9. Dan, didn’t you apply for and receive that Apple Distinguished Educator award as well? I remember seeing a video you made that was intended for something like that. I’m not understanding a lot of this discussion, unfortunately, but I would really like to understand what your reaction is to the comment made at the beginning by Tom Woodward?

  10. I was an ADE in the 90’s and when I applied I did it because I believed in the vision that Apple had for education and that the tools they offered were the best ones for kids. I was chosen as an ADE (and in an excellent class of fellow ADE’s) and traveled widely to large events, presentations etc.

    I remember feeling uncomfortable with two things: 1) was I a pawn for their corporate mission and 2) how was I chosen.

    What I discovered was A) I want people to have and use and benefit from Apple products. I genuinely think they are terrific. I was willing to be an advocate for Apple because I think they have the best stuff… PERIOD. The ancillary gifts or tools that they offered were besid the point. So, if I was a pawn for them, so be it… we all pick our terms. I didn’t see myself as a pawn, but as an advocate for kids and teaching and learning and that, to me, Apple was the best thing for them. If that is naive, okay, fine. If folks genuinely think that things are calculated that way… I think I differ.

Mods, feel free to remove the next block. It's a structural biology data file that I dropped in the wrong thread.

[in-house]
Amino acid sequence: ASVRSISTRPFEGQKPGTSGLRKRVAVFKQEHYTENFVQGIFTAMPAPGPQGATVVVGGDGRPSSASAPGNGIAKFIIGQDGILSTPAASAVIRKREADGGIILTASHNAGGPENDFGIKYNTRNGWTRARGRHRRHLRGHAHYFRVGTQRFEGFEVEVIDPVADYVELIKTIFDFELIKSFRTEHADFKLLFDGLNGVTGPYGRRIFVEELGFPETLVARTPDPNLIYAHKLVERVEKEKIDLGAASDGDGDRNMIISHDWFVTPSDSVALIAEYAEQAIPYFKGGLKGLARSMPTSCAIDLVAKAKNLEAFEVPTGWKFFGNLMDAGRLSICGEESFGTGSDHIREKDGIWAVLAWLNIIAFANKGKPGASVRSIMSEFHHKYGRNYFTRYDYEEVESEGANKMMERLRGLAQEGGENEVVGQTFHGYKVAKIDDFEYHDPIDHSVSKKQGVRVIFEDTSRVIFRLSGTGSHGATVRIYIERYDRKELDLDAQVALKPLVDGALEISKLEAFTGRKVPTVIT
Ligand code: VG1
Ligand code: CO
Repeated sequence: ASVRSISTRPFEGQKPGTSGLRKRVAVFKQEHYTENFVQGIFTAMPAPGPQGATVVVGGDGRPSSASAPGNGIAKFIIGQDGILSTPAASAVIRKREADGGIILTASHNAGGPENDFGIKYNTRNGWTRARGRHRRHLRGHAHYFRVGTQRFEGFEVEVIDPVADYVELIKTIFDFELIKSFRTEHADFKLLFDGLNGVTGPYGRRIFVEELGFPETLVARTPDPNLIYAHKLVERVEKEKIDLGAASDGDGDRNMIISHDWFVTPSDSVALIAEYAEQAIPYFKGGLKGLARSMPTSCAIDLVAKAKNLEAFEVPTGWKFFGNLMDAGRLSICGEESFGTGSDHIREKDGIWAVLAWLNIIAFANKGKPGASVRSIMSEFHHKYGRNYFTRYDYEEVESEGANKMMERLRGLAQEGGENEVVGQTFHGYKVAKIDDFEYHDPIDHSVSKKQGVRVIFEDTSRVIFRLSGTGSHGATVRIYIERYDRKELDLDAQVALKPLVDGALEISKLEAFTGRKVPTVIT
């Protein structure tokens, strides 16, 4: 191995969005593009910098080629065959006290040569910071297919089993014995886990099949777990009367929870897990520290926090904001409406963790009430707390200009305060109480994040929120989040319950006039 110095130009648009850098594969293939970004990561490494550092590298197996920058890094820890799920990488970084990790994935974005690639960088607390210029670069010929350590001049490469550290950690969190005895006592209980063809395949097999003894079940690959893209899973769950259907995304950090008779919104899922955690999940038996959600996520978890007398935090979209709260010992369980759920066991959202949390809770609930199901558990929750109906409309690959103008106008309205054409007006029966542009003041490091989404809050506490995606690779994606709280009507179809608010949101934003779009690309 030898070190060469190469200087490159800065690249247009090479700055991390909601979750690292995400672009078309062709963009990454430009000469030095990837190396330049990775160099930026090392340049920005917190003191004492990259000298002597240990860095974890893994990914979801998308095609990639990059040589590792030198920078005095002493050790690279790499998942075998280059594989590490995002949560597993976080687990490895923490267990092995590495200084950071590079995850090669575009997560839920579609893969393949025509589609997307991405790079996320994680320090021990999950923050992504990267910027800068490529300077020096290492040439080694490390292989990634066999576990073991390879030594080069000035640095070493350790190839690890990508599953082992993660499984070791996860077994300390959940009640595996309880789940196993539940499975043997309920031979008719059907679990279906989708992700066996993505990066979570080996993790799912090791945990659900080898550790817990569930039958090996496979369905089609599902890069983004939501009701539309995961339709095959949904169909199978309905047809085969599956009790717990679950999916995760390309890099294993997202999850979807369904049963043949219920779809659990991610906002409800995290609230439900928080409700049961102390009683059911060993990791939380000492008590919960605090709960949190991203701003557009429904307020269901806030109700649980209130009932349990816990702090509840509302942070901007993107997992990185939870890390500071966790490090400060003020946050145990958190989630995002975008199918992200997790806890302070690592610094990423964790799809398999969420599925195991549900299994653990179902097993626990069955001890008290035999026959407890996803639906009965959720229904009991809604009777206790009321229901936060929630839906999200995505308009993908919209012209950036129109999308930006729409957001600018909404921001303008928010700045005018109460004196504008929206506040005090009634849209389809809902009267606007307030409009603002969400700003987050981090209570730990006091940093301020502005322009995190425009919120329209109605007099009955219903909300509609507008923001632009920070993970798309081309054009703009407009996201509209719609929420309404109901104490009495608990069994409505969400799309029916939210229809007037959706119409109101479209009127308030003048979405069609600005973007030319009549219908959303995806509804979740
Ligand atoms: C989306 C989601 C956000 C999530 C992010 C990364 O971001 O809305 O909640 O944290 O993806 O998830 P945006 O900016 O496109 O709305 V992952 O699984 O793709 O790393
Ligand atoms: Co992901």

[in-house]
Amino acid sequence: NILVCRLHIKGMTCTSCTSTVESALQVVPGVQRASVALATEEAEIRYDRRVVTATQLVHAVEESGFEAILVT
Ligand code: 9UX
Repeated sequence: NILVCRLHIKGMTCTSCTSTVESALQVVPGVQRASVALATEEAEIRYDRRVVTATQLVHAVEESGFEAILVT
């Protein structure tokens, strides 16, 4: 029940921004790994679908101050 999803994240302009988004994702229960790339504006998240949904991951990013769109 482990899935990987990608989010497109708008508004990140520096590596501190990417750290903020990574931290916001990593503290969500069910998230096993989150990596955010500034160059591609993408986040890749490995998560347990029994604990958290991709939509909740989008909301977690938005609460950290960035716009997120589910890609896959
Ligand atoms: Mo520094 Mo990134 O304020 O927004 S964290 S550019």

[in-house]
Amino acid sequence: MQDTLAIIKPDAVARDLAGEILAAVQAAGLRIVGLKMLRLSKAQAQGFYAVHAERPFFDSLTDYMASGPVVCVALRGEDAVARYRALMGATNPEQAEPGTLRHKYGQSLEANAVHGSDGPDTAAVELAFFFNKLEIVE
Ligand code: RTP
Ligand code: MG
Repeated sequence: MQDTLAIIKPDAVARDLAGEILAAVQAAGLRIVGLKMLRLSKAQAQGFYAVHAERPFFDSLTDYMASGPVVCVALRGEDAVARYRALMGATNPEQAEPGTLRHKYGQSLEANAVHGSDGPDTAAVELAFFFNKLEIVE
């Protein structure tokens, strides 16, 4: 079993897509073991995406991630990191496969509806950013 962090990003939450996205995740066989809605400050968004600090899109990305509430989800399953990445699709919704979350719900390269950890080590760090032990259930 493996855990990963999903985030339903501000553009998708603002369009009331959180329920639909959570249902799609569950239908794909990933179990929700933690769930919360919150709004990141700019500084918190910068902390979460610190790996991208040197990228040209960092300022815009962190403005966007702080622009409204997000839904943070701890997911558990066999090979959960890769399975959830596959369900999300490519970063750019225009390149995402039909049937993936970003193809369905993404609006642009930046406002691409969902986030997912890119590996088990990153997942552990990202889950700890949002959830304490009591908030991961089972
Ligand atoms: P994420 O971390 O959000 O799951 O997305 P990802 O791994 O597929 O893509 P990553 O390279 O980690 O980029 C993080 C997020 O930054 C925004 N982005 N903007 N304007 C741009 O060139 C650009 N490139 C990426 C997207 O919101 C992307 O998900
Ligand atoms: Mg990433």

B) I was chosen based on merit. Some folks were chosen to help business from the specific account or area they came from. Some were gifted teachers and administrators, some were gifted with political power to help Apple achieve their mission. One ADE was not the same as the other…

    Later I worked at Apple and advocated for people to become ADE’s and ALWAYS chose folks who I thought would inspire and advocate and be a great part of that community. The adult world is more complex than white hats vs. black hats… the really good guys are where you find them…sometimes they are working in classrooms as teachers, sometimes they are working for a corporation, sometimes they are across the counter…